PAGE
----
This book is definitely a high school level book.  There are discussions of alcohol use, sexual encounters, sexual assault and other serious topics.  However, there are CLEAR consequences to these actions that I think are appropriately handled.  I think it would make a great classroom read.  The main character is a male, but the suicide victim is a female so I see it appealing to both genders.

The Lowdown (Via Scholastic)

Interest Level :Grade 9 (I would include 10-12)

Grade Level Equivalent: 3.2

Includes: Scholastic Reading Counts! Quiz , Accelerated Reader Quiz

CLICK HERE FOR A DISCUSSION GUIDE!

Awards: (List from official website)

New York Times Best Seller Publishers Weekly Best Seller

California Book Award Winner

Best Books for Young Adults (YALSA)

Quick Picks for Reluctant YA Readers (YALSA)

Selected Audiobooks for Young Adults (YALSA)

Borders Original Voices finalist

Barnes & Noble – Top 10 Best for Teens

International Reading Assoc. – Young Adults’ Choices

Kirkus Reviews Editor’s Choice

Book Sense Pick – Winter

Chicago Public Library Best Books

Association of Booksellers for Children – Best Books

State Awards – Winner (voted on by students): Florida, Kansas, Kentucky

Also, for further reading about using this book in your classroom, and or other resources for dealing with the topic of bullying, check out the July issue of NCTE’s English Journal…

English Journal, Vol. 101, No. 6, July 2012

Happy Reading!

Perfect Escape- Jennifer Brown

Perfect Escape

Finally another review!  My copy of Perfect Escape is an ARC that I received in the fall at the NCTE convention.  I decided to read it on my vacation since it said it was being released in July- wouldn’t you know I just looked and it was released yesterday!  The day I finished the book!  I love it when timing works out like that!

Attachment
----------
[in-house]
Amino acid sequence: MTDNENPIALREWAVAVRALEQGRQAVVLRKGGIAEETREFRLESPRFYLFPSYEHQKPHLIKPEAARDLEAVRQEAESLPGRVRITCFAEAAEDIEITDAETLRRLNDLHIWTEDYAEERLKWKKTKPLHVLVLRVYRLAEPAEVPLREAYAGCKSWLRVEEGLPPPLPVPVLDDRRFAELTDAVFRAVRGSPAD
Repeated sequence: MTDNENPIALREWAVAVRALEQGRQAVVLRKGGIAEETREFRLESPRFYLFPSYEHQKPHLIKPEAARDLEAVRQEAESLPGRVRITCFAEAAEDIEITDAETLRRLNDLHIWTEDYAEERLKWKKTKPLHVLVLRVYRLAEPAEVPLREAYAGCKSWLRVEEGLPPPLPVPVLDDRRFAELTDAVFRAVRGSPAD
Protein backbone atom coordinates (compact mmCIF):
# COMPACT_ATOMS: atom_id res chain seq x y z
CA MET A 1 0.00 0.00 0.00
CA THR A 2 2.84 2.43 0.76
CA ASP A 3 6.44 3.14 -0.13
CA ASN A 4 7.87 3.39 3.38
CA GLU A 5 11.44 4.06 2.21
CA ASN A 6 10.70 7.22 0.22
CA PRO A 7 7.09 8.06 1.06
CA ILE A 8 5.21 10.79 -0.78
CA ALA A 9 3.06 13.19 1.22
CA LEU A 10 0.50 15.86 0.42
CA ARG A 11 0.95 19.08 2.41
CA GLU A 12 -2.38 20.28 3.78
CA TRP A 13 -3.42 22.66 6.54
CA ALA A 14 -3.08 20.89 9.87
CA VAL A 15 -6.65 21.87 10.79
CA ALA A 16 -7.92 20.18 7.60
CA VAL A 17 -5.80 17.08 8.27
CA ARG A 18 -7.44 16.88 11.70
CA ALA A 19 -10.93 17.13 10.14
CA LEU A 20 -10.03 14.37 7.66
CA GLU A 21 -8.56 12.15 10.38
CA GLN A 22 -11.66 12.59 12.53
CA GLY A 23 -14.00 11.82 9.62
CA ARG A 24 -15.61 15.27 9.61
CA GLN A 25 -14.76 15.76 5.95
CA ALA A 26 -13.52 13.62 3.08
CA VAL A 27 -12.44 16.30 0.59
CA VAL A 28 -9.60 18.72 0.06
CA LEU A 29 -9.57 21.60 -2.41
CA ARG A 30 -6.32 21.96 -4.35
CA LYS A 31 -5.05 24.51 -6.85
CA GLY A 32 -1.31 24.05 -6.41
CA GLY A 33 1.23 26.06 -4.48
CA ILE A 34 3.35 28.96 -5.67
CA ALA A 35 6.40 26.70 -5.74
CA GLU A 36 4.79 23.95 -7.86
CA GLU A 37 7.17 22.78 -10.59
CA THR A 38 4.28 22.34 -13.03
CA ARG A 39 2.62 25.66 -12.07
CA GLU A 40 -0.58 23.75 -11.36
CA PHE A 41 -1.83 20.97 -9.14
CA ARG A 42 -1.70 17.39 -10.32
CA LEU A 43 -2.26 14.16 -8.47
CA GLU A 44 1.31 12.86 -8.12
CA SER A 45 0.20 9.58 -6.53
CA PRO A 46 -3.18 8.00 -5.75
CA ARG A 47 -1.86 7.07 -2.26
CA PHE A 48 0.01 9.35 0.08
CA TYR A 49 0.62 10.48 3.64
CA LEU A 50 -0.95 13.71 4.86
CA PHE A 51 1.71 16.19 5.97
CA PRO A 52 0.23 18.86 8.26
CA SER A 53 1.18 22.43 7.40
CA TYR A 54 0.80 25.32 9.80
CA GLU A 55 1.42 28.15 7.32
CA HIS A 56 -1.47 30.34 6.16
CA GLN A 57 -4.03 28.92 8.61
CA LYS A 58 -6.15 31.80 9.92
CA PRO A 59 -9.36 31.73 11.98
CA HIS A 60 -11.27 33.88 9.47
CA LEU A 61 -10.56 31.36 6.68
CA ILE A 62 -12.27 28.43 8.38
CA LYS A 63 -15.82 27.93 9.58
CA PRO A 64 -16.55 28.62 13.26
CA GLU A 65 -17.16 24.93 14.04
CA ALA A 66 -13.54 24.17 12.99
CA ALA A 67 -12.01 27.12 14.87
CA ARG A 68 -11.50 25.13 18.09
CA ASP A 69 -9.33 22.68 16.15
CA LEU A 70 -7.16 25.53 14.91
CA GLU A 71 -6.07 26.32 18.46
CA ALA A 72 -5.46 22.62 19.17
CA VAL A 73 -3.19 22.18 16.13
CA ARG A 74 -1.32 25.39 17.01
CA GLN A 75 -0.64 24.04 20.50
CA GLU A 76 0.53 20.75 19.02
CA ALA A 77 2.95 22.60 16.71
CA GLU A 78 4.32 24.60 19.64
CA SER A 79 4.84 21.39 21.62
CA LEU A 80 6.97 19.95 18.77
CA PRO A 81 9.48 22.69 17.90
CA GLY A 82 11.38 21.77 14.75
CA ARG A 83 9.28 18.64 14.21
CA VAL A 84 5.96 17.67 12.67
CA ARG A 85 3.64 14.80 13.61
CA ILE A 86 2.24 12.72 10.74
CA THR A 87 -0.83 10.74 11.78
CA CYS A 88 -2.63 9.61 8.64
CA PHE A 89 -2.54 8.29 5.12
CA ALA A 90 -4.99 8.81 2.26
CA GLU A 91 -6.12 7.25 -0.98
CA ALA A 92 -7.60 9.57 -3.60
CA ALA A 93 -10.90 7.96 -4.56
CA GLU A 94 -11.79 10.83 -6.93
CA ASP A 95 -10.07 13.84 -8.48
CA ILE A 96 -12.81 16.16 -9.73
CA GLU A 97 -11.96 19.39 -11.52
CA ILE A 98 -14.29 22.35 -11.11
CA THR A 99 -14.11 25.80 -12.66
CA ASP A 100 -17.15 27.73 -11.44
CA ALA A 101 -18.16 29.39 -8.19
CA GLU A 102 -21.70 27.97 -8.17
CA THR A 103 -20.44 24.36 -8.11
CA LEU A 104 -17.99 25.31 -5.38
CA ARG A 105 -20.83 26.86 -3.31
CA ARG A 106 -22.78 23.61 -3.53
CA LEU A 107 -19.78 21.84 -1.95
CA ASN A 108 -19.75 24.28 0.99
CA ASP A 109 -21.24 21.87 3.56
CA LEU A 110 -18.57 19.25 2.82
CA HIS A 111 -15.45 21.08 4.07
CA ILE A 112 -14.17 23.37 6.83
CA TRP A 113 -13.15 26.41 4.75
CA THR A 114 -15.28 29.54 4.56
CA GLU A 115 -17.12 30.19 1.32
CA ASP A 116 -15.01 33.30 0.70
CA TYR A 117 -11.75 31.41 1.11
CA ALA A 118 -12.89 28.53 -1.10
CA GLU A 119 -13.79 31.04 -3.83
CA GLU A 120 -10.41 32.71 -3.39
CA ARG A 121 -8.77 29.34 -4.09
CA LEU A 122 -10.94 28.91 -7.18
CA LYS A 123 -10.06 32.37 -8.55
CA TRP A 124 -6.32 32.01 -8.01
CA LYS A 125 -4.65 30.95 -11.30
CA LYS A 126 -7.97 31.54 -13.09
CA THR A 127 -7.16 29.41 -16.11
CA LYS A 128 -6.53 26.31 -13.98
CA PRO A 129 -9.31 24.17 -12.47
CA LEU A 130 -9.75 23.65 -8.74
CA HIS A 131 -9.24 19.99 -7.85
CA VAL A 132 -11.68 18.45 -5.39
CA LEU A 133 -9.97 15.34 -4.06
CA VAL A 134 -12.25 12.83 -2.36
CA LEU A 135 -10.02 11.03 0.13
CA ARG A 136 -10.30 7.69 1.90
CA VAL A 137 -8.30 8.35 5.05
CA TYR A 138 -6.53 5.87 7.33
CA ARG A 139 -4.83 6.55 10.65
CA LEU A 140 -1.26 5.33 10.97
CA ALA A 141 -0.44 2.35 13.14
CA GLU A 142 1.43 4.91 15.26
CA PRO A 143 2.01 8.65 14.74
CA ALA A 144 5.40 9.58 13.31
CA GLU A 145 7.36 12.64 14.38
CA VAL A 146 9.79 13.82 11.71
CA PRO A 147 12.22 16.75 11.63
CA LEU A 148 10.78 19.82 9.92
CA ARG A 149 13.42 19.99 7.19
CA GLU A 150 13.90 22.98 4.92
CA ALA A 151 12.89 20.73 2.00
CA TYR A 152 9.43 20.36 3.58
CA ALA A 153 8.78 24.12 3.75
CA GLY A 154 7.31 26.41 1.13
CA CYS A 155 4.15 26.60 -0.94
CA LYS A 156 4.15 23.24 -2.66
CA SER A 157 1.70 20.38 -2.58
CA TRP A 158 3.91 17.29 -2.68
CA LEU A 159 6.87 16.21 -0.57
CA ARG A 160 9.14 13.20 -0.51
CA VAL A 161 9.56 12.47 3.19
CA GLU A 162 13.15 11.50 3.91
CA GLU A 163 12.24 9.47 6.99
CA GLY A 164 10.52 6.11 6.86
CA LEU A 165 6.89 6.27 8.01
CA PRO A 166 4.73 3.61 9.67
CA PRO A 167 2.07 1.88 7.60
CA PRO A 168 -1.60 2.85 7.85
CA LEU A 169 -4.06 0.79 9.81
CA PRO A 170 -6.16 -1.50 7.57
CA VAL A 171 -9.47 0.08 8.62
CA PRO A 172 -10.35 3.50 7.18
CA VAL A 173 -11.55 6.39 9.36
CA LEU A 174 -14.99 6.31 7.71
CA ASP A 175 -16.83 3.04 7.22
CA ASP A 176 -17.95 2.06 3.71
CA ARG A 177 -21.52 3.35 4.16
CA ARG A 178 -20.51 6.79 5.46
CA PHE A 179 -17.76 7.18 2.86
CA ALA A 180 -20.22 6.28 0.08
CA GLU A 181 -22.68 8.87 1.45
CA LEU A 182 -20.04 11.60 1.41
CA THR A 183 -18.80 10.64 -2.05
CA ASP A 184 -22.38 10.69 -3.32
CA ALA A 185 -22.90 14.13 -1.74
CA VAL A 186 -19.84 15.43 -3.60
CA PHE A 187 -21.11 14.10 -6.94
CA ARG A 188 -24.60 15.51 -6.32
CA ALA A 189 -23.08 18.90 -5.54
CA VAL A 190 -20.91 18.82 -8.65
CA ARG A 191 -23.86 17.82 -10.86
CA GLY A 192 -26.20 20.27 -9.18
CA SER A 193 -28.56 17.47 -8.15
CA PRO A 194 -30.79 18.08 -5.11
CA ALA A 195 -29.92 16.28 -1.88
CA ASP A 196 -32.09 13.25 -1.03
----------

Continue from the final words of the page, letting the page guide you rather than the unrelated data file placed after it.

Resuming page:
Anyways, onto the review….

Review:  Perfect Escape had me engaged from the beginning to the end.  It is the story of a girl named Kendra and her brother, Grayson.  Grayson has severe OCD and anxiety issues that have affected the entire family.  However, as the story begins we find out that some of Kendra’s problems have nothing to do with him.  The novel centers around the “perfect escape” that Kendra attempts and the relationship between the brother and sister.  There is a bit of mystery involved and a strong desire to find out what will happen next.

From my knowledge of anxiety disorders and OCD which is limited the book seems to do an accurate job of portraying a young (20) male suffering from the disorder.  I think this book really opens your eyes as to what having a mental disorder that is so debilitating might be like, for the individual who is diagnosed, and some of the people closest to them.

Based on the content of this novel I think it would be appropriate for 8th grade through 12th.  There are a few four letter words, but nothing extreme.  Within the story there is some discussion of romantic relationships but there are no explicit scenes.  I don’t think I would use this as a whole class novel but I would definitely put it on my classroom bookshelf and wouldn’t hesitate to recommend it to students.  It may appeal more to females, but I could see teen males enjoying it as well.

The Lowdown:

RL: My guess is about 4th grade
Interest Level: High School

Click Here for An Educator’s Guide!

Jennifer Brown has two other award winning YA books, Hate List and Bitter End that I’d like to check out now too!